Berkshire Scenic Railway Holds Holiday Rides
ADAMS, Mass. — Santa finally arrived for the Berkshire Scenic Railway.
The museum's Hoosac Valley Service has been sidetracked for months as the state Department of Transportation completed its purchase of the line between North Adams and Adams.
On Saturday, the railroad boarded passengers for weekend runs for only the second tim in nearly three years.
Jay Green, the museum's railway director, said the rides were nothing short of a Christmas miracle.
"It was timing and a little bit of the Christmas spirit I guess you could say," Green said. "Everything that we have been working on with the project, all the legal matters and all of the procedural stuff all came together at the same time in December... I guess you could say it's a Christmas gift for the community."
The 1955 Budd Rail Diesel Passenger Car was strung with Christmas lights and Christmas music played during the hourlong ride from Adams to North Adams and back.
Upon reaching the North Adams terminus Santa boarded the train and handed out gifts to children on the ride back to Adams.
The railway had hoped to run Fall Foliage excursions and fit in more than one weekend of Christmas runs but delays in getting all the pieces together had the nonprofit venture idling. The state's acquisition of the six-mile freight spur was bundled into negotiations over rail lines in the eastern part of the state with then Pan Am and CSX.
The federal Surface Transportation Board approved the scenic rail's use of the line two weeks ago, a critical component in completing the deal.
Berkshire Scenic had operated out of Stockbridge and Lenox until forced off the tracks in 2013. The talks had begun between about six entities — MassDOT, Adams, North Adams, Berkshire Scenic, state Department of Conservation and Recreation and Pan Am — for the North County project a couple years earlier.
Last year, the Budd car and several other cars were brought through the Hoosac Tunnel and refurbished.
The Budd car holds 86 passengers and the train was booked for its first two trips on Saturday. Rides continue Sunday; some tickets are still available for the 7 p.m. run, and limited for 1,3 and 5. Tickets are $12; $8 for ages 4 to 12. It departs from 6 Renfrew St., with parking across Route 8 at Renfrew Field.
Green said that will be it for North County rides this year, but there are plans to run the railway during Thunderfest and Ramblefest – as well as Easter and Mother's Day.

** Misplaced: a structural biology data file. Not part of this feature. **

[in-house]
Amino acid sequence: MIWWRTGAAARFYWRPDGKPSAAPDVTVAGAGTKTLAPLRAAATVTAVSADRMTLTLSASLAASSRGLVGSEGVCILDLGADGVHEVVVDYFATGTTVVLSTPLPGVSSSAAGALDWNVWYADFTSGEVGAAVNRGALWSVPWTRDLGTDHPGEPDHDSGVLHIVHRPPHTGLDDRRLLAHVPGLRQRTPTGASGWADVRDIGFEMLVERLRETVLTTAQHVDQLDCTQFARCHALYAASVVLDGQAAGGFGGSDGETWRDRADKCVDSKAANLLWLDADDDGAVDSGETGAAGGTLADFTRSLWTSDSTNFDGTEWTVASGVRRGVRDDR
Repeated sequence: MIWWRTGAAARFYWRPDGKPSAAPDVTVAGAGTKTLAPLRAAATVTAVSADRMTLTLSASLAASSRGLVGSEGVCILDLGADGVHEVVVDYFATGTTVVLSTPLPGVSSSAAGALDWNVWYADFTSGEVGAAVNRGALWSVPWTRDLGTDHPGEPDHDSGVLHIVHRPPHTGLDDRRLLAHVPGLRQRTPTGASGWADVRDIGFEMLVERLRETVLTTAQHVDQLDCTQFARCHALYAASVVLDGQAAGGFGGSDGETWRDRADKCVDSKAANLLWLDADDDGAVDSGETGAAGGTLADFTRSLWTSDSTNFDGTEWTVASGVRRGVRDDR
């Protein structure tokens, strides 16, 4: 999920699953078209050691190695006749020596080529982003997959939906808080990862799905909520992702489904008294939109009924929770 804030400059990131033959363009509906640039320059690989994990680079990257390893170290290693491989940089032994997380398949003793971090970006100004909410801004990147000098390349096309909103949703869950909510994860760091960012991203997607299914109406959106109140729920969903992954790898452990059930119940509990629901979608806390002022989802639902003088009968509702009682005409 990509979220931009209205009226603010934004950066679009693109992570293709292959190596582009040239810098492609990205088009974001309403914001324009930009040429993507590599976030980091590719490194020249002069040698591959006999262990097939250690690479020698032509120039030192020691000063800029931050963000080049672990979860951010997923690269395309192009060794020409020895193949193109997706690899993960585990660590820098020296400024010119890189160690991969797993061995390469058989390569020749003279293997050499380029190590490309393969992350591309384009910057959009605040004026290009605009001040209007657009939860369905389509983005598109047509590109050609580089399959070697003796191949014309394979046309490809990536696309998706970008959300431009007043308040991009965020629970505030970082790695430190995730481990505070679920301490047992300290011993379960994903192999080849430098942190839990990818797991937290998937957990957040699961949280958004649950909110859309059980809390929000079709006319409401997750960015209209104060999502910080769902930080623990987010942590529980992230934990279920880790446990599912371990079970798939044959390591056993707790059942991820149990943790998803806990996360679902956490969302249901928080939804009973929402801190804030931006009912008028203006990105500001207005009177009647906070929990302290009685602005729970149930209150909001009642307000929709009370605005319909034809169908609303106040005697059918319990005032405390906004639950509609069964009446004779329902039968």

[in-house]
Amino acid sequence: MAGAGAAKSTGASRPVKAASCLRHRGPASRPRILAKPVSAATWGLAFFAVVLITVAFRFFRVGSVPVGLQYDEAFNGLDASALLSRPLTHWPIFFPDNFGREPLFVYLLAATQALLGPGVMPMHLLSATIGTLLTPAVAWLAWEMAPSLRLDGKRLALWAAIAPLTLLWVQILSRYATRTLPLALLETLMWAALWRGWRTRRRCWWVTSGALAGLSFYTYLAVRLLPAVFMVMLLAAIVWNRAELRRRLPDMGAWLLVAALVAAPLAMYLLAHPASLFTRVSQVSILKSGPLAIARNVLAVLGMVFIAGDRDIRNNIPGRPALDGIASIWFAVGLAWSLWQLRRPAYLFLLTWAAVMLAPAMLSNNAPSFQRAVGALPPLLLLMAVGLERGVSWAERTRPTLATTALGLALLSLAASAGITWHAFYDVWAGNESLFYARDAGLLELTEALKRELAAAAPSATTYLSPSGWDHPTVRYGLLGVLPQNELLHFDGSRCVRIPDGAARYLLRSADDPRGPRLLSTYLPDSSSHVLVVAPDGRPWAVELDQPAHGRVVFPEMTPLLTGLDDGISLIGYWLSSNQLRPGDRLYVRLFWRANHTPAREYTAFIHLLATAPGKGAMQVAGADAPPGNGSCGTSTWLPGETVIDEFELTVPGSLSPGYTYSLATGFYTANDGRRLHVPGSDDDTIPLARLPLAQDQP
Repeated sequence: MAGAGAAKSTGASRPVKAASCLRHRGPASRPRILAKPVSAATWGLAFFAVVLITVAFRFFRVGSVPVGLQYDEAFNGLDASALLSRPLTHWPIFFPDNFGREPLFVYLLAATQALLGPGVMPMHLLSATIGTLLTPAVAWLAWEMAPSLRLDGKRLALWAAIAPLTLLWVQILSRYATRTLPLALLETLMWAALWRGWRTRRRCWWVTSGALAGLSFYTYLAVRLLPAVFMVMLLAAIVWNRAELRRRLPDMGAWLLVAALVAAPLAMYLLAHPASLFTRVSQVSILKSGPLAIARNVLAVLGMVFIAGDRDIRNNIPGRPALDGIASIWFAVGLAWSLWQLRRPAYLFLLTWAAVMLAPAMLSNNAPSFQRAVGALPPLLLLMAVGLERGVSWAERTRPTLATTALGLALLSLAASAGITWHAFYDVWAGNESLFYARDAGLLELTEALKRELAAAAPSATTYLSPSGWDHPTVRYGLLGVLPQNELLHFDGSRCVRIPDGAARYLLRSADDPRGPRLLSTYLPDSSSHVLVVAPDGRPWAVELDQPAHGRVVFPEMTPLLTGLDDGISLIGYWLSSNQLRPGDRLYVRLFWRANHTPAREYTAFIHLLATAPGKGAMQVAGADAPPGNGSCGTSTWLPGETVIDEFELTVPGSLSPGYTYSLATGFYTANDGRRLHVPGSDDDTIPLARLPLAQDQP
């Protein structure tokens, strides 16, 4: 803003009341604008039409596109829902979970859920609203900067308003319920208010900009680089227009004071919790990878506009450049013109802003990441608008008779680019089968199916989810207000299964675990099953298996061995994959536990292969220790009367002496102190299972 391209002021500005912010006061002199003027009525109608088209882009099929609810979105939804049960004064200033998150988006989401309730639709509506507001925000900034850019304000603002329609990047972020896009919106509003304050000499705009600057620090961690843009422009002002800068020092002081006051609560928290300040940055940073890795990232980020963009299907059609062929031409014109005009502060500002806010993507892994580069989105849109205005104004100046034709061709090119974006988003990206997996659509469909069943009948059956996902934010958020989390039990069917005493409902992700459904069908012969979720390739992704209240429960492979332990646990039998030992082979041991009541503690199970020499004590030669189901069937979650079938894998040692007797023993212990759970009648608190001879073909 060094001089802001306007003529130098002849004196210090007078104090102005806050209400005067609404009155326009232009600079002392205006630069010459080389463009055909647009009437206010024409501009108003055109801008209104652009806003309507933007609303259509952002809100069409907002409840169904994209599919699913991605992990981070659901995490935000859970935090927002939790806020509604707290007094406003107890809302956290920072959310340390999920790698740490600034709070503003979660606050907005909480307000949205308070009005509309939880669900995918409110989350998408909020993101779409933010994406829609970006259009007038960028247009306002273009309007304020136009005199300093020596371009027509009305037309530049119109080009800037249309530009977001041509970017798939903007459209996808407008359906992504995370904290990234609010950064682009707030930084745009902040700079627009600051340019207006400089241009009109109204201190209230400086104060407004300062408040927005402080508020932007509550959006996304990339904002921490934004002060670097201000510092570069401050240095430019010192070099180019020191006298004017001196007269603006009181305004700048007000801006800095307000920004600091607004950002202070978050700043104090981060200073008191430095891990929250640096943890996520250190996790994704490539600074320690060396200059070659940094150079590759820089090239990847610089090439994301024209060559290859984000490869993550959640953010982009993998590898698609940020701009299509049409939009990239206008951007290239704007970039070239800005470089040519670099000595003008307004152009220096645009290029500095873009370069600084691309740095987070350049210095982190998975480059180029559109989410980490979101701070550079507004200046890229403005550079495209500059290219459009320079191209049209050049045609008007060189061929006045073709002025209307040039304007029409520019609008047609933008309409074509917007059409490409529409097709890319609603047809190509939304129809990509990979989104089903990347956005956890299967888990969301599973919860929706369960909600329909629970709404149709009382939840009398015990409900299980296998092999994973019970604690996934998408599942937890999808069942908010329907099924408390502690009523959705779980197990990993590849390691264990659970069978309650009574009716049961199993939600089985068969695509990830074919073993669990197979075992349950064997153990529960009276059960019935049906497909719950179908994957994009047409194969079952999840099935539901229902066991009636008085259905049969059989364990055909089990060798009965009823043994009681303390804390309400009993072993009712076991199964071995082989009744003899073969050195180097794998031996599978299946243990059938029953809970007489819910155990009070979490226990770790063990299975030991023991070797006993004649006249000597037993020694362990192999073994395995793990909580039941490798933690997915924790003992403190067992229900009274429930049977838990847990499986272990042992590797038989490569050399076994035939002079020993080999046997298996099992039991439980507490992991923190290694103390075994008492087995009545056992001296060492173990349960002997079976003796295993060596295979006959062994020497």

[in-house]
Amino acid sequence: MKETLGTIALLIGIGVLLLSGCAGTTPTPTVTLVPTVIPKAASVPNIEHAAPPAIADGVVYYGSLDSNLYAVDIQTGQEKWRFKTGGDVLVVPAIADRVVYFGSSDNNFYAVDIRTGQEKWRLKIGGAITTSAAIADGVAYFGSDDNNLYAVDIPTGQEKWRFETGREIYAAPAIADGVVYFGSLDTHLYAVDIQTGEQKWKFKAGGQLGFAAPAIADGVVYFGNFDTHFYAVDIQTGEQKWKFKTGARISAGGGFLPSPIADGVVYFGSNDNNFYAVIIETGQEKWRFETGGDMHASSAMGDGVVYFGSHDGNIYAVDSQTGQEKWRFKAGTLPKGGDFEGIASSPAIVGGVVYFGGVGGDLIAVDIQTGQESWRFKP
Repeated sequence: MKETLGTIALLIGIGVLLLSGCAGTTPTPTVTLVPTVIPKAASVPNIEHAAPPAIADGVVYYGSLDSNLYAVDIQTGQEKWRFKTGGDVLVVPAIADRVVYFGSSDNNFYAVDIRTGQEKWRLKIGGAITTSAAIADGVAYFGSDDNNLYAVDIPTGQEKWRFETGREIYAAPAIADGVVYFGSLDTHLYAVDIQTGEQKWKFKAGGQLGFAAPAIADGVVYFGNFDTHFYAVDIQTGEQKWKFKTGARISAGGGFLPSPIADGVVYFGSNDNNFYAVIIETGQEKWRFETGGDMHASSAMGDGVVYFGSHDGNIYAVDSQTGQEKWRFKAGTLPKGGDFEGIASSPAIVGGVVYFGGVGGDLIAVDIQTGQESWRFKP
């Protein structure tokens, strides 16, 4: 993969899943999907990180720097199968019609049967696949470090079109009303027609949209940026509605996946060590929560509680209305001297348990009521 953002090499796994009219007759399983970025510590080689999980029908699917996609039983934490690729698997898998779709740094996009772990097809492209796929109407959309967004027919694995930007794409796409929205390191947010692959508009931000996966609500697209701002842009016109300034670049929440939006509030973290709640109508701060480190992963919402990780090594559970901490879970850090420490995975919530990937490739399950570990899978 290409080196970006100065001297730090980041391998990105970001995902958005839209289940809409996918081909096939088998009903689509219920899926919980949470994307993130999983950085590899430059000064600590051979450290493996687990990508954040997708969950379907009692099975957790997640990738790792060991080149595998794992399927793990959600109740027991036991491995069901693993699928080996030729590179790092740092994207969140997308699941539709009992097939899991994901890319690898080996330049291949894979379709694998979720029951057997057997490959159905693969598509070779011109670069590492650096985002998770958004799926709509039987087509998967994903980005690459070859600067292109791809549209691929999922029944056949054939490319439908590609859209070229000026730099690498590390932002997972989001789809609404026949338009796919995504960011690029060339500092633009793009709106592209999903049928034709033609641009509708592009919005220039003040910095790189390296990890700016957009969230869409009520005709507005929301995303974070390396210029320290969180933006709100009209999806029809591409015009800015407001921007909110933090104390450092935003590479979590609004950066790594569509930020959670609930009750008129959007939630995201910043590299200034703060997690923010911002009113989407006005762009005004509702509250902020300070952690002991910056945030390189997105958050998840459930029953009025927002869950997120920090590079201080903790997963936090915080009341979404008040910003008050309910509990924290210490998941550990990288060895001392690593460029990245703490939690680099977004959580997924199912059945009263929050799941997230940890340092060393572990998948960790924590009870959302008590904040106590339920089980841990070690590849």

A murder mystery, wine tasting, and autumn-themed rides are on the horizon.
The museum also plans to build a stronger volunteer base and create a subcommittee to help create programming during the downtime.
Green said the railway has continued to work hard with MassDOT and staemdelegates to secure funds to install the final mile of track from Renfrew Street to Hoosac Street. He said all of the material has been purchased and but funding has to be secured to lay the track down. That last mile is part of a $3.4 million extension of the Ashuwillticook Rail Trail from Hoosac Street to Lime Street.
Once the track is completely installed, money gathered from rides will go toward operating costs to make the train will be sustainable. The nonprofit's resources have been severely stretched with no ride revenue coming in over the past few years.
"That's why we need the state involved because the track costs are so expensive and there is no way a nonprofit can pay for it," Green said. "So we need their help with the infrastructure."
Green said both North Adams and Adams have been fantastic to work with and thanked Burke Construction for allowing the train to use its land and utilities.
The rides are only possible though this kind of collaboration between the communities and the volunteer team, he said.
"I'm not paid. No one is paid," Green said. "Once you railroad ... once it gets in your blood, it doesn't go away."
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